Trusted Network Connect
The Network Endpoint Assessment (NEA) Internet standard RFC5209 defines a generic framework on how the state of health or posture of a network endpoint (NEA Client) can be assessed by a central management system (NEA Server).
The NEA architecture comprises three communications layers governed by the following generic protocols:
- PA-TNC (RFC5792): Posture Attribute Protocol with TNC
PA-TNC was derived from the TCG TNC IF-M 1.0 measurement protocol.
PA-TNC bundles standard IETF and/or vendor-specific PA-TNC attributes into PA-TNC messages on Integrity Measurement Collectors (Posture Collectors) and Integrity Measurement Verifiers (Posture Validators) according to standard IETF and/or vendor-specific PA subtypes.
- PB-TNC (RFC5793): Posture Broker Protocol with TNC
PB-TNC was derived from the TCG TNC IF-TNCCS 2.0 client-server protocol.
PB-TNC packs PA-TNC messages received from Integrity Measurement Collectors (Posture Collectors) on the NEA client side or from Integrity Measurement Verifiers (Posture Validators) on the NEA server side into PB-TNC batches that are exchanged between the TNC Client (Posture Broker Client) and the TNC Server (Posture Broker Server).
PB-TNC batches are also used to send final Assessment Results together with optional Access Recommendations and Remediation Parameters from the TNC Server to the TNC Client.
- PT-TLS (RFC6876): Posture Transport Protocol over TLS
PT-TLS is a Posture Transport (PT) protocol protected by a TLS channel.
PT-TLS is responsible for transporting PB-TNC batches over the network between the PT Client component of the NEA Client and the PT Server component of the NEA Server and is usually used for periodic posture or state-of-health assessments of an endpoint continously connected to a secured home network.
- PT-EAP (RFC7171): Posture Transport Protocol for EAP Tunnel Methods
PT-EAP is an inner EAP method (EAP type 54) used within a TLS-protected EAP tunnel method like EAP-TTLS (RFC5281) running e.g. over IKEv2 EAP (strongSwan) on layer 3 or EAPOL (wpa_supplicant) on layer 2.
PT-EAP is responsible for transporting PB-TNC batches over the network between the PT Client component of the NEA Client and the PT Server component of the NEA Server and is usually used in the early phase when an endpoint wants to connect to a secured home network via VPN (layer 3) or over LAN/WLAN (layer 2) and its posture or state-of-health has to be assessed first.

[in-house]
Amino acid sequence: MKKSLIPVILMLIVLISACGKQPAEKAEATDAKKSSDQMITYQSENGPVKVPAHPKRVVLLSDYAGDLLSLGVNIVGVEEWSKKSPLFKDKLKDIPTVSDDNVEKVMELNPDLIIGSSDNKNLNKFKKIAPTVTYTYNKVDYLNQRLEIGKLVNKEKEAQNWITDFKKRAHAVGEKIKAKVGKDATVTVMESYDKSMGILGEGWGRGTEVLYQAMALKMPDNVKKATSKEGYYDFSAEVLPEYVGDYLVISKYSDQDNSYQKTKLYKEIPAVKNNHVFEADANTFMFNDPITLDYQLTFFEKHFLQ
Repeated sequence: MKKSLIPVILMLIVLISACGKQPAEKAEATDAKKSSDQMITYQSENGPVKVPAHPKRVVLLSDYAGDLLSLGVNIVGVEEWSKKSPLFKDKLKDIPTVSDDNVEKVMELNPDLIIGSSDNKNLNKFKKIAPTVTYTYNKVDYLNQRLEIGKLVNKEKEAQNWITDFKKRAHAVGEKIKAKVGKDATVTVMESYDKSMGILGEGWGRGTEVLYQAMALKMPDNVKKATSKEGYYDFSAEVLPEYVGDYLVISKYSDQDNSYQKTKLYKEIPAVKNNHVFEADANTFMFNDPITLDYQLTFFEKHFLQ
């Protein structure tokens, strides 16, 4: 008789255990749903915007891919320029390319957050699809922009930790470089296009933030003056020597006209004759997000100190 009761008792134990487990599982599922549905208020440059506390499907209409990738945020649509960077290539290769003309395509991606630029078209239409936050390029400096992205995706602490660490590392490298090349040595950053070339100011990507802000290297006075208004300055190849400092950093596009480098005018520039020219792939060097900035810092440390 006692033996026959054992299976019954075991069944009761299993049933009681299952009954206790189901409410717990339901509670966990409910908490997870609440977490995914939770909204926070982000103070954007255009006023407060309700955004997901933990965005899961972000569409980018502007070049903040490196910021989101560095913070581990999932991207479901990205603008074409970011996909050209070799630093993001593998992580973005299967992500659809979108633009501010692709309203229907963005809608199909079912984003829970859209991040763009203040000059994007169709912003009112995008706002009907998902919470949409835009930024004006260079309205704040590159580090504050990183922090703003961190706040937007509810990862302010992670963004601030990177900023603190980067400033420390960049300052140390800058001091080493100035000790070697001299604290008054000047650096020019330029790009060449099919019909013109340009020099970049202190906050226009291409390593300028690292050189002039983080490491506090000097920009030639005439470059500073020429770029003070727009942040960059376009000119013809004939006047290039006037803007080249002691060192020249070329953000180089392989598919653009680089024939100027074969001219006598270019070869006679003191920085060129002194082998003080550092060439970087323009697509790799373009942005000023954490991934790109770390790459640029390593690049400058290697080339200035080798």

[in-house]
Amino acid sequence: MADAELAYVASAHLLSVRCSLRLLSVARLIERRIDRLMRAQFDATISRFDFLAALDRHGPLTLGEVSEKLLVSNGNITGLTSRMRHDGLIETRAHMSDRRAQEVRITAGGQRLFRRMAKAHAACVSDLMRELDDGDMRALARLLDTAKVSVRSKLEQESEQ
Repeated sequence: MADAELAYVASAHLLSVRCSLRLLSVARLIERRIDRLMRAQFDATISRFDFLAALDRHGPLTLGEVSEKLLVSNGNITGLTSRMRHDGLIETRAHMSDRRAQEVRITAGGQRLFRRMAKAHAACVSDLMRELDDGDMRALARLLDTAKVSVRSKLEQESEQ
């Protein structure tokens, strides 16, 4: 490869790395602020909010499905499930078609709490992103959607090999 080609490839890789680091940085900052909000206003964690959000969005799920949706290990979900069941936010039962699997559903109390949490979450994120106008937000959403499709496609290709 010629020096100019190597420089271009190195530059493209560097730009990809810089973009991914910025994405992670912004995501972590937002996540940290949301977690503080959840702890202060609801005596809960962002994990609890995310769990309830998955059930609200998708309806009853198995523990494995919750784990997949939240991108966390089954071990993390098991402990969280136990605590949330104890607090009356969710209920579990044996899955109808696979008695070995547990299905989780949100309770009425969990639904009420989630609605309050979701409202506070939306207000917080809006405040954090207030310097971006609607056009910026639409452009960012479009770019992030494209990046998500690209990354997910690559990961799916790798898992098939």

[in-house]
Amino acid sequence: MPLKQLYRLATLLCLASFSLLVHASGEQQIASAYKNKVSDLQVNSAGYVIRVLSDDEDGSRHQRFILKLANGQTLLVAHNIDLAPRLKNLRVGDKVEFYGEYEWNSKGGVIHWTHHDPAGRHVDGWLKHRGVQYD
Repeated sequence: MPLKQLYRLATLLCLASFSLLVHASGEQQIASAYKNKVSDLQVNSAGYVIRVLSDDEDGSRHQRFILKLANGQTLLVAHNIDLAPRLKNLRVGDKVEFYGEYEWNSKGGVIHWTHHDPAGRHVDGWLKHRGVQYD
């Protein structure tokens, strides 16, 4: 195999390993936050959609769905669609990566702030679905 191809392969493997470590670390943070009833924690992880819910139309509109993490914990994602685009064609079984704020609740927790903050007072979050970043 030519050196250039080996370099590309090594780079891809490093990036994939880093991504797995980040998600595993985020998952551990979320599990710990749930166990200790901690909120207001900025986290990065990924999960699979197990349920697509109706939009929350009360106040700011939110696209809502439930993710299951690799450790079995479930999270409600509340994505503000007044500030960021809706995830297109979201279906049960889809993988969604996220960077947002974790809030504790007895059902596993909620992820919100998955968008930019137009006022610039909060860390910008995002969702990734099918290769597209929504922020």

The Operating System Integrity Measurement Verifier (OS IMV) receives measurement data from an Operating System Measurement Collector (OS IMC) running on an Android endpoint.
The measurements consist of three PA-TNC attributes that are packed into a PA-TNC
message of the standard IETF subtype
Operating System. The first two PA-TNC
attributes of the IETF standard types
Product Information and
whereas the third PA-TNC attribute has the vendor-specific type
defined in the PEN namespace of the
The PA-TNC message is delivered by the TNC Client to the
TNC Server in a
CDATA (ClientData) PB-TNC batch. The
TNC Client can also request the language in which
optional Access Recommendations and Remediation Parameters are going to be
The PB-TNC batch is transported via PT-EAP tunneled in EAP-TTLS over IKEv2 EAP.
There are two ways how the strongSwan TNC Client functionality can be used to collect the state-of-health or posture of an endpoint:
There are two ways how the strongSwan TNC Server functionality can can be used to assess the state-of-health or posture of associated endpoints:
TCG Developer Blog July 2018: Use of the Software Inventory Message and Attribute (SWIMA) Standard.
Connect Security World September 2016 Marseille: Mutual Attestation of IoT Devices
TCG Members Meeting June 2016 Vienna: Mutual Attestation of IoT Devices and TPM 2.0 Support.
CeBIT 2016 Hannover: Mutual Attestation of IoT Devices via strongSwan VPN.
TCG Members Meeting June 2015 Edinburgh: Mutual Attestation of IoT Devices.
TCG Demo at RSA Conference 2015 San Francisco: Securing IoT with Trusted Computing.
TCG Members Meeting June 2014 Barcelona: TNC Endpoint Compliance and Network Access Control Profiles.
Trusted Computing Conference September 2013 Orlando: Android BYOD Security using Trusted Network Control Protocol Suite.
TCG Members Meeting June 2013 Dublin: strongSwan TNC Activities Update.
Linux Security Summit August 30 2012 San Diego: The Linux Integrity Subsystem and TPM-based Network Endpoint Assessment.
TCG Members Meeting June 2011 Munich: The strongSwan IPsec Solution with TNC Support.